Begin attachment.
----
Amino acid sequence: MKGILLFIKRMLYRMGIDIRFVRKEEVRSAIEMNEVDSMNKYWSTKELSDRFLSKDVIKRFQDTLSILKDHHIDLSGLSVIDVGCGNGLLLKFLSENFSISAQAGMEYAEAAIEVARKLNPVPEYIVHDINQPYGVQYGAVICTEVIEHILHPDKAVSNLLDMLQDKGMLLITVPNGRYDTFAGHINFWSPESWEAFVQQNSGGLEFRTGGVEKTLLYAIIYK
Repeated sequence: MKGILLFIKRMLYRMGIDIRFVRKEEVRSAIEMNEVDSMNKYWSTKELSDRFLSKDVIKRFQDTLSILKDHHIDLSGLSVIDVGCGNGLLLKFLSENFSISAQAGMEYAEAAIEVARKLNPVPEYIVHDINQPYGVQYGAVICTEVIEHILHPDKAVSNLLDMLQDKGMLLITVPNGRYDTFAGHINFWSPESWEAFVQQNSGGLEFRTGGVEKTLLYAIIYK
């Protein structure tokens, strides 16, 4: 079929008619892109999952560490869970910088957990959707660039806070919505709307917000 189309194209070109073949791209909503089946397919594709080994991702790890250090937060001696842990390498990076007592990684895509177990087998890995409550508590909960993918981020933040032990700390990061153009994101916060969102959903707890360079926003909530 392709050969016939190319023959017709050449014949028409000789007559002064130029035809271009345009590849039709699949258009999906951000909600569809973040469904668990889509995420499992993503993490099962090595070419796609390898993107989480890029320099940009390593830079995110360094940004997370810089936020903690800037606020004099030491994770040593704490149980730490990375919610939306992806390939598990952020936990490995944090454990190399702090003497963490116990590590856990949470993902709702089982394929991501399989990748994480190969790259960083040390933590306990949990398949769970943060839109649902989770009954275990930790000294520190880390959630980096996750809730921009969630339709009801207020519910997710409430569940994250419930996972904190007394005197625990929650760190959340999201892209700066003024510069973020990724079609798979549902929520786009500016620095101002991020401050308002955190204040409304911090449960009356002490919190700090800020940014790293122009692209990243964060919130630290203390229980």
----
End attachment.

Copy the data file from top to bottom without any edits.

Amino acid sequence: MKGILLFIKRMLYRMGIDIRFVRKEEVRSAIEMNEVDSMNKYWSTKELSDRFLSKDVIKRFQDTLSILKDHHIDLSGLSVIDVGCGNGLLLKFLSENFSISAQAGMEYAEAAIEVARKLNPVPEYIVHDINQPYGVQYGAVICTEVIEHILHPDKAVSNLLDMLQDKGMLLITVPNGRYDTFAGHINFWSPESWEAFVQQNSGGLEFRTGGVEKTLLYAIIYK
Repeated sequence: MKGILLFIKRMLYRMGIDIRFVRKEEVRSAIEMNEVDSMNKYWSTKELSDRFLSKDVIKRFQDTLSILKDHHIDLSGLSVIDVGCGNGLLLKFLSENFSISAQAGMEYAEAAIEVARKLNPVPEYIVHDINQPYGVQYGAVICTEVIEHILHPDKAVSNLLDMLQDKGMLLITVPNGRYDTFAGHINFWSPESWEAFVQQNSGGLEFRTGGVEKTLLYAIIYK
């Protein structure tokens, strides 16, 4: 079929008619892109999952560490869970910088957990959707660039806070919505709307917000 189309194209070109073949791209909503089946397919594709080994991702790890250090937060001696842990390498990076007592990684895509177990087998890995409550508590909960993918981020933040032990700390990061153009994101916060969102959903707890360079926003909530 392709050969016939190319023959017709050449014949028409000789007559002064130029035809271009345009590849039709699949258009999906951000909600569809973040469904668990889509995420499992993503993490099962090595070419796609390898993107989480890029320099940009390593830079995110360094940004997370810089936020903690800037606020004099030491994770040593704490149980730490990375919610939306992806390939598990952020936990490995944090454990190399702090003497963490116990590590856990949470993902709702089982394929991501399989990748994480190969790259960083040390933590306990949990398949769970943060839109649902989770009954275990930790000294520190880390959630980096996750809730921009969630339709009801207020519910997710409430569940994250419930996972904190007394005197625990929650760190959340999201892209700066003024510069973020990724079609798979549902929520786009500016620095101002991020401050308002955190204040409304911090449960009356002490919190700090800020940014790293122009692209990243964060919130630290203390229980």